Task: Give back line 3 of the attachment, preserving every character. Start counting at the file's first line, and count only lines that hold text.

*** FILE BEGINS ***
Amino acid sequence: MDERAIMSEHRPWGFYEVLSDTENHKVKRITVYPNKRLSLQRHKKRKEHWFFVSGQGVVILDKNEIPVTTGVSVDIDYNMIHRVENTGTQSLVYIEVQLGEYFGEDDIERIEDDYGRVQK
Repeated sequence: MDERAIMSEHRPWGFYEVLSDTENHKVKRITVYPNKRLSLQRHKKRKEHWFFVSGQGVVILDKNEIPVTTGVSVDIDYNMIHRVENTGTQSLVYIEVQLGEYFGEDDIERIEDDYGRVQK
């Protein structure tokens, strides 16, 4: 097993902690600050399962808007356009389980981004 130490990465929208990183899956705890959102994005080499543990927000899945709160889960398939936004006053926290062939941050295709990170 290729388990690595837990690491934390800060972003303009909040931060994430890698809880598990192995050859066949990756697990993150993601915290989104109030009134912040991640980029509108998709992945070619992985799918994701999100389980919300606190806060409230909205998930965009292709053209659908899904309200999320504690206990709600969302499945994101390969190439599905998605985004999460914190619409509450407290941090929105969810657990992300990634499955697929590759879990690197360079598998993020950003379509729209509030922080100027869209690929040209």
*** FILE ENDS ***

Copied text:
């Protein structure tokens, strides 16, 4: 097993902690600050399962808007356009389980981004 130490990465929208990183899956705890959102994005080499543990927000899945709160889960398939936004006053926290062939941050295709990170 290729388990690595837990690491934390800060972003303009909040931060994430890698809880598990192995050859066949990756697990993150993601915290989104109030009134912040991640980029509108998709992945070619992985799918994701999100389980919300606190806060409230909205998930965009292709053209659908899904309200999320504690206990709600969302499945994101390969190439599905998605985004999460914190619409509450407290941090929105969810657990992300990634499955697929590759879990690197360079598998993020950003379509729209509030922080100027869209690929040209």